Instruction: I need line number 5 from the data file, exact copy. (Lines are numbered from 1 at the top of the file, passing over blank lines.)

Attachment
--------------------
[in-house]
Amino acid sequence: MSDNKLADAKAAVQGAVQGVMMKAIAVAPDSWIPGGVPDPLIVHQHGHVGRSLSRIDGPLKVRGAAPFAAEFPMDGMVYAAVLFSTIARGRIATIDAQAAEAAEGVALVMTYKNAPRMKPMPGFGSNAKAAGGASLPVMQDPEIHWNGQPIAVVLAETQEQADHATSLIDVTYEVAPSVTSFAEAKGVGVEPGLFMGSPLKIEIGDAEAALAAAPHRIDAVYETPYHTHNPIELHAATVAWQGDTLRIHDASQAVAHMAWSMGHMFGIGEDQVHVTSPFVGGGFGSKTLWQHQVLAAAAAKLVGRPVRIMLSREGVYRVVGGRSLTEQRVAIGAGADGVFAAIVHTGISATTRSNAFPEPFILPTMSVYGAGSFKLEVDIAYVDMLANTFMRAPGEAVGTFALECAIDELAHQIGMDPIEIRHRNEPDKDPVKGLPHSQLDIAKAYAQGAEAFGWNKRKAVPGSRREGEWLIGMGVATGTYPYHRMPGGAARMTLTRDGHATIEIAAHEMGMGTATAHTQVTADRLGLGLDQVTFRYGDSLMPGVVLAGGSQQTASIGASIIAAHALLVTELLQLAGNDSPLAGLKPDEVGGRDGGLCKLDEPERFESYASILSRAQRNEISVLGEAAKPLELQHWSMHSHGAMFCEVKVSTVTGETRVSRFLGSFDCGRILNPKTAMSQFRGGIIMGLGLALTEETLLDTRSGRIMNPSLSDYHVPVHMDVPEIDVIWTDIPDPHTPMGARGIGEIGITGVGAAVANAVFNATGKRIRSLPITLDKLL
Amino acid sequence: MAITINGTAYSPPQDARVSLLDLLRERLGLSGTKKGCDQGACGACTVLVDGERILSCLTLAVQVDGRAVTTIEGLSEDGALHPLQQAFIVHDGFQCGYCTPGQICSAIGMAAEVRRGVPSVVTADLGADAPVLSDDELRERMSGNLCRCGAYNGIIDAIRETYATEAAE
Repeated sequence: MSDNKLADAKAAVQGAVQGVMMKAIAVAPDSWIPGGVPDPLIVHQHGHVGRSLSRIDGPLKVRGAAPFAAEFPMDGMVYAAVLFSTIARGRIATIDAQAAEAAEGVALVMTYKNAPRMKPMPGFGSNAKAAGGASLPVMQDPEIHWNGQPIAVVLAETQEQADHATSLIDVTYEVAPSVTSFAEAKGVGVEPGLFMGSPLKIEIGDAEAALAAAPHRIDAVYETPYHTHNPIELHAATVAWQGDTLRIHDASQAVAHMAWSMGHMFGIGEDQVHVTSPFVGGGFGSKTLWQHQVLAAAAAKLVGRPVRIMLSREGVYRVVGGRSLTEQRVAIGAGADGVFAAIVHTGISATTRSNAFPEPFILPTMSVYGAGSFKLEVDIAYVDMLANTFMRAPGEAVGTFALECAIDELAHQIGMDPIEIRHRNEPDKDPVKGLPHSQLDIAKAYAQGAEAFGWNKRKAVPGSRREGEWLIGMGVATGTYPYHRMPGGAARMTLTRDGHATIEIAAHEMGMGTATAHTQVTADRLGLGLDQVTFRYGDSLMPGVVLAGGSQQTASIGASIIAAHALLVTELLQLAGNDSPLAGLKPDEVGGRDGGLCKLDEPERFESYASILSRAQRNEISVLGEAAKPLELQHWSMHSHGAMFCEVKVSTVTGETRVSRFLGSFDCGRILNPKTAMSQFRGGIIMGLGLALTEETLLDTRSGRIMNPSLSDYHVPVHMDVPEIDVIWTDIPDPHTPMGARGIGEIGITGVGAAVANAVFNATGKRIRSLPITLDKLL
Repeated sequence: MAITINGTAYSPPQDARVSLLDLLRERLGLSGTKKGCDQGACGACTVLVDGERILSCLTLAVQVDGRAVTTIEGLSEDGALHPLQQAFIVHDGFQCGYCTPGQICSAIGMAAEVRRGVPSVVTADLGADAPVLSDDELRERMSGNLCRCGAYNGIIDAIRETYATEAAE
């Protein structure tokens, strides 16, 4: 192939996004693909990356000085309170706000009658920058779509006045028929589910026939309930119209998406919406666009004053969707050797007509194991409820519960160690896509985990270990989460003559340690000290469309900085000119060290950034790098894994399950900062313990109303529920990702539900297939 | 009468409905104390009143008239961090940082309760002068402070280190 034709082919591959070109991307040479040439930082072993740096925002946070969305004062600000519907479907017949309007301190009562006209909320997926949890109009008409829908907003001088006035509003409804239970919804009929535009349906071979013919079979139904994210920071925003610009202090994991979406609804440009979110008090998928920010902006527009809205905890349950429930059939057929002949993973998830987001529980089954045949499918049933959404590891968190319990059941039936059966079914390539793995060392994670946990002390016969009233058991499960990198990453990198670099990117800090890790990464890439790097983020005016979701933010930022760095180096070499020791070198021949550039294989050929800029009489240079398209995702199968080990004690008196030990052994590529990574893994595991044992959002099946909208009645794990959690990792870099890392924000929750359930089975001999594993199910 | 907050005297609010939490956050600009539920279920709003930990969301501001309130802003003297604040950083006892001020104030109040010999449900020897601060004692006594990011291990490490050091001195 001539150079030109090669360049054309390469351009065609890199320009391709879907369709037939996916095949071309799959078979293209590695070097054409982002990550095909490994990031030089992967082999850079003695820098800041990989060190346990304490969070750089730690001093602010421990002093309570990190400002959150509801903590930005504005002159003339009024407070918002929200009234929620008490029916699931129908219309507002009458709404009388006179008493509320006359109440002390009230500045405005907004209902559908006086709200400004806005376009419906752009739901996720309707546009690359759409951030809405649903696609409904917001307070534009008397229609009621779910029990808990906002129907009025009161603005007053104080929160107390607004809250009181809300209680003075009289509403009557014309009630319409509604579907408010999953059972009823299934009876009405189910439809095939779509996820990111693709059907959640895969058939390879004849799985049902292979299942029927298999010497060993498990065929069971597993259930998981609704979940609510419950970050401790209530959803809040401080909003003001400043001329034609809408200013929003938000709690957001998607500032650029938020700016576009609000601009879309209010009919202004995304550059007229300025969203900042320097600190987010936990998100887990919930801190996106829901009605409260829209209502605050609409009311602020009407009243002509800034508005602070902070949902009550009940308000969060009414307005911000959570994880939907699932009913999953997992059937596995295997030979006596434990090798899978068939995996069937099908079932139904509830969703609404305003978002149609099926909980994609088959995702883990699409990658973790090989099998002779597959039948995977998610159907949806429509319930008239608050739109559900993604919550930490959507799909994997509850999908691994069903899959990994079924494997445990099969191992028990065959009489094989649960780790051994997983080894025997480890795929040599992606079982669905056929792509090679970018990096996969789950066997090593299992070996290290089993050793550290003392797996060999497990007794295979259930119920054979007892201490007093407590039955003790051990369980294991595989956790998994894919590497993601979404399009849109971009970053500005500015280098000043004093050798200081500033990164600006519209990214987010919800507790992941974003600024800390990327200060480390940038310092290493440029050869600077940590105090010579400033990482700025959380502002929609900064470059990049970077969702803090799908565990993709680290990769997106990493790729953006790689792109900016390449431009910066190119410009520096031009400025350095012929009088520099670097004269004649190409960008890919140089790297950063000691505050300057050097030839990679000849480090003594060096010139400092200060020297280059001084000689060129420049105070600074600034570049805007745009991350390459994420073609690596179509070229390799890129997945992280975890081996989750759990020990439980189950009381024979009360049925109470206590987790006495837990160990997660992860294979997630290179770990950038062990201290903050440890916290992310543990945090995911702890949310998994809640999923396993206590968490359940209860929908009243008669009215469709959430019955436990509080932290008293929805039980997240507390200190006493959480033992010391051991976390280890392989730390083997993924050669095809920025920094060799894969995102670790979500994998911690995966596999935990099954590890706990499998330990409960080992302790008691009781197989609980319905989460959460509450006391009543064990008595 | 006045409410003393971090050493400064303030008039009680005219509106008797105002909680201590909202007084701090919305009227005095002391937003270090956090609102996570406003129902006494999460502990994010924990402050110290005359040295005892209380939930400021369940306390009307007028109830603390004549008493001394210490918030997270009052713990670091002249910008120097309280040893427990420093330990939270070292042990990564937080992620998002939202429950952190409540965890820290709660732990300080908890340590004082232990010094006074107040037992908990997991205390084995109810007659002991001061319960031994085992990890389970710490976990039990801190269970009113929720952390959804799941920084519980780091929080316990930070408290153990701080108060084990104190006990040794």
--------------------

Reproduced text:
Repeated sequence: MAITINGTAYSPPQDARVSLLDLLRERLGLSGTKKGCDQGACGACTVLVDGERILSCLTLAVQVDGRAVTTIEGLSEDGALHPLQQAFIVHDGFQCGYCTPGQICSAIGMAAEVRRGVPSVVTADLGADAPVLSDDELRERMSGNLCRCGAYNGIIDAIRETYATEAAE